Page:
I have NO idea what worming/vaccines have been like for her. After some research, tell me if this is correct:

    She weighs 63 pounds. I was going to give her 4x the horse dose for three days according to her weight (to make sure she is also treated for tapes, hence the 3 days instead of one). Is this correct? I have heard that fendendazole is next to useless in allot of goats all over the easetern half of the US. I thought I'd give it a go with her though. It says it is safe for preggo does. Is that true? I got all this info from Fias Co. here : http://fiascofarm.com/goats/wormers.htm

    Scroll down to "wormers used on goats" and click fendendazole and it tells the dosage when using horse paste wormer. Just double checking with you guys.

    How often should I give her wormer? I give my horses wormer every 6 weeks (weanlings/yearlings every 4 weeks) and I rotate between 4 different drugs. I've read to give goats less because they build up resistance easier. Would once every six months be enough?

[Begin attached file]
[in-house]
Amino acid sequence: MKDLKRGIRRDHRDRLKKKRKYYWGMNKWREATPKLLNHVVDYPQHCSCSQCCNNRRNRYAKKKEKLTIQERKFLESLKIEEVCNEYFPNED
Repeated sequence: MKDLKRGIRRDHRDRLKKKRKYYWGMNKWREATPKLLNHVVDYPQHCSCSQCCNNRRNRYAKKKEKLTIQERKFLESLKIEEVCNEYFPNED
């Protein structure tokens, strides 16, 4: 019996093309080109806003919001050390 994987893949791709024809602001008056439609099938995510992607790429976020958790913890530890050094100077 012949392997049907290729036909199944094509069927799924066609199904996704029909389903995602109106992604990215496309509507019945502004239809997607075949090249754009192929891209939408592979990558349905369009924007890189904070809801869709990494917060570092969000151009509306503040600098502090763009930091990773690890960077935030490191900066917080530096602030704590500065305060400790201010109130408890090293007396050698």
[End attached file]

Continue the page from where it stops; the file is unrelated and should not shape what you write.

6. StaceyRosado

    StaceyRosado Administrator Staff Member Supporting Member

    Oct 4, 2007
    NJ
    sounds right for the safeguard

    as to when to worm her - I would check her eyelids monthly and if they look pale then you can worm her -if not then I wouldnt worm her.
     
  7. Di

    Di Crazy Goat Lady

    Jan 29, 2008
    central PA
    When I got my first goats, I went out to feed and one was "dead", well, not dead yet, but very close. I grabbed her and ran to the truck and threw her in the passenger side and off we went, thank God the vet is close. Anyway, it was Polio...something...the vet gave her thiamine, and a bunch of other stuff. She said take her home and give her shots of thiamine a couple times a day...I'd know in a couple of days if she was going to live.(!) It was almost 2 days before she stood up. She was still a little blind for another day or so. But, then she was fine. Boy, was I freaked out!